Sarasvati understands how her genre left-turns could divide her audience, especially devoted fans who have been following her ever since her 2014 debut single, the wholesome R&B jam ‘Keep Being You’. But she has always seen herself as an “explorative” artist: someone who refuses to commit their artistry to a single style or genre.
“I love music as a whole, and I grew up listening to so many music genres which subconsciously led me to become a much more open-minded musician,” she says. “I feel like every genre possesses its strength and character, and I’m very open to [all genres]. No matter what the genre is, as long as the song’s message reaches my heart, I’ll accept it and have it as my muse.”
Believing that her future material, including ‘Unlock the Key’, needed a “safe home”, Sarasvati disregarded the pandemic and launched Redrose Records anyway on October 20, then released the song on the label eight days later. The Indonesian music industry responded warmly to ‘Unlock the Key’, which earned her an AMI Award for Best Progressive Production Work the following year, making it her second win in said category.
For its follow-up ‘Il Sogno’, Sarasvati went edgier and fiercer, matching her operatic vocals to similarly grandiose heavy metal sonics. Its English and Italian lyrics deal with contemplation of whether a recurring dream Sarasvati is having is “a gift or a burden“. ‘Il Sogno’ caught the attention of one of her idols upon its digital release in March 2021: the Indonesian heavy metal band DeadSquad, who went on to help remix the song.
Sarasvati still deems her collaboration with DeadSquad one of her greatest accomplishments in her decorated career. “To have DeadSquad perform my song? I mean, wow! That’s dope,” she gushes. “Ultimately, trying to push ourselves to be explorative can lead us to the paths or the doors that we have never imagined before.”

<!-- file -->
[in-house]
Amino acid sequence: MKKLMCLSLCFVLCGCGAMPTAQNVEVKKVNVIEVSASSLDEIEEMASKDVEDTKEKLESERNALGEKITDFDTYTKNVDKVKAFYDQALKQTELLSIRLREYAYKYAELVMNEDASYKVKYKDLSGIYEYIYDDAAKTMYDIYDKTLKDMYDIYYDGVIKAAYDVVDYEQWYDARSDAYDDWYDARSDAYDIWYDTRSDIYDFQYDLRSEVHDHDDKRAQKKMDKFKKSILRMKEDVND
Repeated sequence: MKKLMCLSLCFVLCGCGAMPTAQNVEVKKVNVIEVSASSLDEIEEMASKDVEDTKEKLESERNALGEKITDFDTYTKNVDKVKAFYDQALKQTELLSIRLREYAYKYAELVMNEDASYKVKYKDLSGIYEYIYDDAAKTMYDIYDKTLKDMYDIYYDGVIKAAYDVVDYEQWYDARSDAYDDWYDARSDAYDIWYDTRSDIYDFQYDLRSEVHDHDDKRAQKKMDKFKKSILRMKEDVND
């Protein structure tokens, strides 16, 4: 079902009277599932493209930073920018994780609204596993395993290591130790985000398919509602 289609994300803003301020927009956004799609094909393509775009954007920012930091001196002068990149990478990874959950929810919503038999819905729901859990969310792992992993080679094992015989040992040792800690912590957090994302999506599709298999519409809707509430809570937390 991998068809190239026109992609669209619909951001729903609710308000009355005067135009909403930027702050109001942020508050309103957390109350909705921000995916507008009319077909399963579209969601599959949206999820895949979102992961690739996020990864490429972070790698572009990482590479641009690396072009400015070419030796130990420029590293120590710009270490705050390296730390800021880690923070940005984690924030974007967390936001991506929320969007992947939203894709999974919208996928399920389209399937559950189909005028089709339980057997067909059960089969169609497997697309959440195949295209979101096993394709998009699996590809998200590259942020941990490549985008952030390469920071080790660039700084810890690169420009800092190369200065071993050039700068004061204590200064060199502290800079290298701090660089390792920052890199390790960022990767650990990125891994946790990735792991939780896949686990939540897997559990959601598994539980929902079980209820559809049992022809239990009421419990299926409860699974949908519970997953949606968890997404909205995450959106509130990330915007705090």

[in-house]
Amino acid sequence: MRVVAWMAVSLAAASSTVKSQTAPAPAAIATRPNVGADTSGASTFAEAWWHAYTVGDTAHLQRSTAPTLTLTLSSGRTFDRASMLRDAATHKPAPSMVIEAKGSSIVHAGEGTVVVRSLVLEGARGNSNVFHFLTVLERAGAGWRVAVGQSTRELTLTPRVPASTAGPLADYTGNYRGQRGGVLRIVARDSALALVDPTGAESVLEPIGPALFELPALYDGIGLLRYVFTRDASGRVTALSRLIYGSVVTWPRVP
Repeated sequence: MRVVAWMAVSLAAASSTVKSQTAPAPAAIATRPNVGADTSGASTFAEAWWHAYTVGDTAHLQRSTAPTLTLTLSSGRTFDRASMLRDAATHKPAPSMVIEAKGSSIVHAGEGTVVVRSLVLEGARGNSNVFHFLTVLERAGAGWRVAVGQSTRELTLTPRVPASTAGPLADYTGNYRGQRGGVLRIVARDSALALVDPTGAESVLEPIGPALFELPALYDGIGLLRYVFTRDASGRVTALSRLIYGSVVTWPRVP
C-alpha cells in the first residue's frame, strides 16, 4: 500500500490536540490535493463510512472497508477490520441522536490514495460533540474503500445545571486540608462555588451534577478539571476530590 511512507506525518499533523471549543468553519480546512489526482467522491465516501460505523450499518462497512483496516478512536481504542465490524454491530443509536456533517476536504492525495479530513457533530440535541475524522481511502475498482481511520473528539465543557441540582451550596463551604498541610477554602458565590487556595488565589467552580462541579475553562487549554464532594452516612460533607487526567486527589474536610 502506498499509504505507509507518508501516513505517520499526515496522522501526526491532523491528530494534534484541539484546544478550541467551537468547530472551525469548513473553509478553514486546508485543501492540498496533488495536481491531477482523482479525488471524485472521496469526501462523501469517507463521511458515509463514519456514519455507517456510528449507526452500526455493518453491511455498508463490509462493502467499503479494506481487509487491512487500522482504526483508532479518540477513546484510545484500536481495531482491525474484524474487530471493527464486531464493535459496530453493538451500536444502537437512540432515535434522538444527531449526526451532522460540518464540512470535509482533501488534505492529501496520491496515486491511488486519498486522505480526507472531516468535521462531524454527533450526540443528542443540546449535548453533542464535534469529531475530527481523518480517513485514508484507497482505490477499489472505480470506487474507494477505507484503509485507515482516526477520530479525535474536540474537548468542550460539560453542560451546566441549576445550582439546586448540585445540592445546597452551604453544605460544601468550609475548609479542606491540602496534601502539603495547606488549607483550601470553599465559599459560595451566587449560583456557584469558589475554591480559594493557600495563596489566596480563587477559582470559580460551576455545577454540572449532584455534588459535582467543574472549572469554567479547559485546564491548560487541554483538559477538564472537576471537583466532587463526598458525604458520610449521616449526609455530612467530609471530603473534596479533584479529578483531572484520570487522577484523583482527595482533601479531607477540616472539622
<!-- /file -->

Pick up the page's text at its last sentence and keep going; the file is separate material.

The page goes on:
“Every genre possesses its strength and character”
Looking at the positive reception of her recent material and the success of Joyland as a whole, Sarasvati feels more hopeful than ever to materialise her plans that were delayed by the pandemic. On top of revisiting the ‘Lexicon’ tour, she is currently preparing more songs for her upcoming fourth studio album – the sound of which, she teases, has a “red thread” connected to ‘Unlock the Key’ and ‘Il Sogno’.
Last but not least, Sarasvati also hopes 2022 will be the year when Redrose Records finally comes into full bloom.
“The dream is to have a label that accommodates lots of new artists who, I hope, get to make music by following what is inside of them,” she declares. “Artists who embrace their respective ‘niche’ and have the freedom to make music and express themselves. That’s what I want.”
Isyana Sarasvati and DeadSquad’s version of ‘Il Sogno’ is out now